Welcome to part 2 of my tutorial about taking astrophotos. First part became quite popular in the last few days (thank you Magic Lantern for retweeting me!) and it already reached Top 10 amongst all my posts. If you haven't read it, I recommend you do before reading further (here it is) because I detailed things like necessary equipment, researching location etc. in it. Also in the 1st part I was describing technique to create photos of the sharp stars or the Milky Way galaxy.

Introduction

Today I will write a few words about so called "star trails". If you're familiar with a long-exposure effect known as light trails where lights of cars or other light sources are visible in forms of long one colour trails or streaks you might expect that star trails is also about the motion of the light sources. Indeed. In this case we will deal with the apparent movement of stars. The main difference is that to take a typical "light trails" photo exposure of 10 - 120 seconds will do most of the time. For star trails photography you need exposures of 10 minutes and preferably much longer (1 to a few hours) because apparent movement of stars is much slower and harder to notice. And that's the problem for a number of reasons:
  • long exposures can cause more noise to appear. There are several ways of dealing with noise caused by a long exposure (eg. taking dark frames) but none of them will remove all noise,
  • battery would drain pretty quickly and it may even not suffice for taking a single exposure (especially if the exposure would be very long and the temperatures would be very low),
  • even if you stop down your lens to let's say f/22, use ISO 100 (or even faster) you won't be able to use long enough exposures. Why? Because there are other light sources like distant cities or the moon which are much brighter than stars and would be properly exposed long before the stars making your photo overexposed (or at least parts of it). Other problem with using f/22 and ISO 100 combination is that your stars trails would be very faint. As you remember to capture stars properly it is recommended to shoot wide open to let even the faintest light - light of those distant start.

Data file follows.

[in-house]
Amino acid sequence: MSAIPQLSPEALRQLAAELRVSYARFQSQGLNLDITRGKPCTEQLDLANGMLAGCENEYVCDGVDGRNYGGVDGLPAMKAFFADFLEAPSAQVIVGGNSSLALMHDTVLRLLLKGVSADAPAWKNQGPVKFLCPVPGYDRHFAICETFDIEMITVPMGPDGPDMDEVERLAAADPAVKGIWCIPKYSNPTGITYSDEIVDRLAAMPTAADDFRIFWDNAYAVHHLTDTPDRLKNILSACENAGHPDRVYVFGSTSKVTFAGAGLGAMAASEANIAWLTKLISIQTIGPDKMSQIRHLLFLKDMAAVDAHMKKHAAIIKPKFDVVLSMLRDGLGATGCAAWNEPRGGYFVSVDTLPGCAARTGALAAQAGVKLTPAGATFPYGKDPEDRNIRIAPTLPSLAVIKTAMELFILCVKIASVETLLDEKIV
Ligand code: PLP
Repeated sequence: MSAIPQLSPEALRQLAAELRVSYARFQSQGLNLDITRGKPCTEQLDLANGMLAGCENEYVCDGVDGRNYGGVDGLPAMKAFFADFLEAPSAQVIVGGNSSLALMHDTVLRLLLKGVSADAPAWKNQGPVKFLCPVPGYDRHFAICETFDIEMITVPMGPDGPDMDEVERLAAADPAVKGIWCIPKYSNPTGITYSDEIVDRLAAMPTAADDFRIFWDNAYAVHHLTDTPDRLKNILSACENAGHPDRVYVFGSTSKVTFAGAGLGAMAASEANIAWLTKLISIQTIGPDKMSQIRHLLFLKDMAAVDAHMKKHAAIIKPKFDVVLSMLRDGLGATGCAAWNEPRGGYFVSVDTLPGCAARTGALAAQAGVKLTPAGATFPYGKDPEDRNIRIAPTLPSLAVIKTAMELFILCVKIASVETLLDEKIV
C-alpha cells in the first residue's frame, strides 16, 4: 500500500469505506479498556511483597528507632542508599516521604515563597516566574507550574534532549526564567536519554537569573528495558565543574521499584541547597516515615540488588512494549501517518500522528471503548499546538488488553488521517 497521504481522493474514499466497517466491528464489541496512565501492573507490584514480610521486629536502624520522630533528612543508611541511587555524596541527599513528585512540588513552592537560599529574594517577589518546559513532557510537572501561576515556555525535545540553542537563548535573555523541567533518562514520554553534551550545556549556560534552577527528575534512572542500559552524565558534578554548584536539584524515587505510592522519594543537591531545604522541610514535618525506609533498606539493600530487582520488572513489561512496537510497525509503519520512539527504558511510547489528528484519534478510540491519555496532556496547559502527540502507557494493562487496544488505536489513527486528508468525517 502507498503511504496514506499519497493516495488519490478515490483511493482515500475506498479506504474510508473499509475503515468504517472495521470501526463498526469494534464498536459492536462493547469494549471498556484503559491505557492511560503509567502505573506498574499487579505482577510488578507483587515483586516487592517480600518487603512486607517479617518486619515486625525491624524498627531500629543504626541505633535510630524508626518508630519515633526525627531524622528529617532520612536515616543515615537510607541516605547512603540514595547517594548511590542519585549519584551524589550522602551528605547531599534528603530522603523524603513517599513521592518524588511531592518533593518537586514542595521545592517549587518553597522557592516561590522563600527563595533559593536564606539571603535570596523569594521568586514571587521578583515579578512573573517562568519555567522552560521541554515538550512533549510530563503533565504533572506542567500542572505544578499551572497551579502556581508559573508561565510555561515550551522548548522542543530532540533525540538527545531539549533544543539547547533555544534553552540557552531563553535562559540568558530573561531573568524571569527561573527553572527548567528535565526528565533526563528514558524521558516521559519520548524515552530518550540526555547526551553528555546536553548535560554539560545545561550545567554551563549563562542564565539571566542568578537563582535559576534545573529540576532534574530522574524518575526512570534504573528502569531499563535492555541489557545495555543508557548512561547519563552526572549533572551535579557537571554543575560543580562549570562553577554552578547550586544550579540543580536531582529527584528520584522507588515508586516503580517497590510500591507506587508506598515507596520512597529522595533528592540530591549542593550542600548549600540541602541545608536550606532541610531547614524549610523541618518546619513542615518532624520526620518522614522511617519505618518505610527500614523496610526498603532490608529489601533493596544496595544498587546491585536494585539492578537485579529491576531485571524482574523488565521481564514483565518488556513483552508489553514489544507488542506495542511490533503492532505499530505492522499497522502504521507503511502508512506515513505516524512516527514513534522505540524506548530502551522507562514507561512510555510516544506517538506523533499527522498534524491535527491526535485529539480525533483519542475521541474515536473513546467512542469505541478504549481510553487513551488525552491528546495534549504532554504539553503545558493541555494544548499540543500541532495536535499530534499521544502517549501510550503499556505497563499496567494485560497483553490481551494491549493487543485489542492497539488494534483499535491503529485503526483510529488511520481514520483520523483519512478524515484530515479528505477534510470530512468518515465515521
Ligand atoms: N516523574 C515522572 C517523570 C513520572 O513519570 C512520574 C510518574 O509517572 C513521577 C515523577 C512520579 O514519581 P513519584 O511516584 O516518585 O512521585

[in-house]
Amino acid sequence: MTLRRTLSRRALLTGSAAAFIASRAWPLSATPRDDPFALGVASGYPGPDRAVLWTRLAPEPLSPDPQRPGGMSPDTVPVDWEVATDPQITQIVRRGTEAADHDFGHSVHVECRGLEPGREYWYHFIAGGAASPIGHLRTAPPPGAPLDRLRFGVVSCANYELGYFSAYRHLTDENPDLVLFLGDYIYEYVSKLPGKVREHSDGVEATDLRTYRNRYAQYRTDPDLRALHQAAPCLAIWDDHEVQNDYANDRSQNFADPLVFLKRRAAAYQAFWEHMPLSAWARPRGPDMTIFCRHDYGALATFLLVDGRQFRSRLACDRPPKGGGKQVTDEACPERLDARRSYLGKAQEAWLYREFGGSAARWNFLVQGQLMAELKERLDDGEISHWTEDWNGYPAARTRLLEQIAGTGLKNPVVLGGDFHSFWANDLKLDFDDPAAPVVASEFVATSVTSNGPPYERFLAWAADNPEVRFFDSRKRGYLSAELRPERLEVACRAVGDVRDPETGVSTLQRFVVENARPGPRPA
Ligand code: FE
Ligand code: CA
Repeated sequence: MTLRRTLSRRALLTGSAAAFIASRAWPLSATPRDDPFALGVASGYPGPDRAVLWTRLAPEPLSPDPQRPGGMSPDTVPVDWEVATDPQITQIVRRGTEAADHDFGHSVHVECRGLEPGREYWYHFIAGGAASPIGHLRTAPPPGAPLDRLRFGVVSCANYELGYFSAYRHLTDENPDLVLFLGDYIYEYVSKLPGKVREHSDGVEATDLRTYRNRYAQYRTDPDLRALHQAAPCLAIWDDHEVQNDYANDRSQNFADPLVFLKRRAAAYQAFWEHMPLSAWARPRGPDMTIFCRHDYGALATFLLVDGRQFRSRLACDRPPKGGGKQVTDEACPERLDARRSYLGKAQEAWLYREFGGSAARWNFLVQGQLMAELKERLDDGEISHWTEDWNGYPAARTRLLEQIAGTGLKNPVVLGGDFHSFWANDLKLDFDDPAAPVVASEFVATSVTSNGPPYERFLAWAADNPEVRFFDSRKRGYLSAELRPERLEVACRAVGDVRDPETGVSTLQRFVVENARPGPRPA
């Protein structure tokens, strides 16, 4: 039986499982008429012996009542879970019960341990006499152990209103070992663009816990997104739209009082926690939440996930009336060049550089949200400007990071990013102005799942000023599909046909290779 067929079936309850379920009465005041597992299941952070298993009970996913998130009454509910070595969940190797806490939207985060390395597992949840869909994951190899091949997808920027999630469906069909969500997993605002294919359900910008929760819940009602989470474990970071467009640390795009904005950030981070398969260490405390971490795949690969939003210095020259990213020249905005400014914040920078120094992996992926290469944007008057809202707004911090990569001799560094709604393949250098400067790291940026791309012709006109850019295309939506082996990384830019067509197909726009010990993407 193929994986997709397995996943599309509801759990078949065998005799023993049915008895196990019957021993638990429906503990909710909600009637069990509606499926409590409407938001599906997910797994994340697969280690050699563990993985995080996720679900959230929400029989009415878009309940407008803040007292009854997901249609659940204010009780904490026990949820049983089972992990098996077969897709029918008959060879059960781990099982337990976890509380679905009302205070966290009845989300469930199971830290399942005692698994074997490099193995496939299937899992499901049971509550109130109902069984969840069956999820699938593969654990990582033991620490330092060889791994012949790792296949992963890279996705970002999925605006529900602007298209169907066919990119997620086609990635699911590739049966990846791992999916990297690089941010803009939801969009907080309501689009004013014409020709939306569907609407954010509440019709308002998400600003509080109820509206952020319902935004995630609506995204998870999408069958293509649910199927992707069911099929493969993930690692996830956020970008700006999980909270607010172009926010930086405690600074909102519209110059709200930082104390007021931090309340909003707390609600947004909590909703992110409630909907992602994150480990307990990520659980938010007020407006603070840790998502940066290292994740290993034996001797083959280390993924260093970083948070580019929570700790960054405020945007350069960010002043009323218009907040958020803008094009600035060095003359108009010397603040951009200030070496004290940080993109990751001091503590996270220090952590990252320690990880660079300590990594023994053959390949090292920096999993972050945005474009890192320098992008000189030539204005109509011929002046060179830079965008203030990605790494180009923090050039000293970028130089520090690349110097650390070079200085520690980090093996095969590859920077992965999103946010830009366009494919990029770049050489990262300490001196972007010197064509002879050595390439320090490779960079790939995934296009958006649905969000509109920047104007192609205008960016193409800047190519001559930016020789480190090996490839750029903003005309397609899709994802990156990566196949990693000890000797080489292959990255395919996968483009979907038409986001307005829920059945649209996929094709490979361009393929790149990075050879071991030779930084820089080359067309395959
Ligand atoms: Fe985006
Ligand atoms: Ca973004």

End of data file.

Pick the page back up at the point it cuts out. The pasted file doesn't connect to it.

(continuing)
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11 October 2012

Sunset panorama

Today I'm uploading one of the panoramas I took during my stay on the Fuerteventura. It was a gorgeous sunset and I hope the photo shows it.

One more thing. It seems that Facebook changed their algorithms recently what causes news from fanpages to appear less frequently in user's feed and therefore making it much harder to reach broad audience. Of course you can pay to reach more viewers/readers but I think it's a bit against the idea of social networking (I only want people to see my photos not to sell or advertise them there). So I'm not paying. Not a single cent. Therefore I will probably spend more time on Google+ from now on. Here is my profile, if you like to follow me there.

EXIF data for the panorama photo:
Camera: Canon 5D MK II
Lens: Canon 24 f/1.4 L USM
Focal length: 24 mm
Aperture: f/7.1
Exposure time: 1/500
ISO: 400
Number of exposures: 19
E.V. Step: n/a
Flash used: no
Tripod: no
Filters: no
Software: Lightroom 4.1, Photoshop CS5

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10 October 2012

Timanfaya National Park

Timanfaya park on Lanzarote
Click on the photo to view it in large size on black background.
Today a photo from the Timanfaya National Park (Parque Nacional de Timanfaya) on the Lanzarote Island - one of the most amazing places I've ever seen despite it's nothing more than sand, lava rocks and volcanoes. No animals, nothing green.
It was formed by around 100 volcanic eruptions which took place between 1730 and 1736. There was one more eruption which took place a century later - in 1824. Even though now the volcanoes are calm it doesn't need to be that way for ever as this region is still very active. For instance the stones around 10 cm below the ground have temperature of 100 degree centigrade. At 10 meters below the ground the temperature is... 600 degree centigrade! Sounds unbelievable but that's the truth (I had dubious pleasure to test it myself).
When you go through the park you can watch amazing moon-like landscape. What is quite unfortunate is that you can't really walk in this park as it would be very dangerous as there are plenty of hidden traps there (crevasses and holes in the lava rocks especially). Therefore most of the time you will spend in a bus which travels on quite a safe road which was built in the 70's. But still it's an amazing experience and a great place to see. It resembles the Moon so much that first Apollo mission astronauts were shown photos from the Lanzarote Island to familiarize them with what they were to see.

I took this shot from the bust actually when it stopped. As I couldn't use a tripod I shot 3 exposures.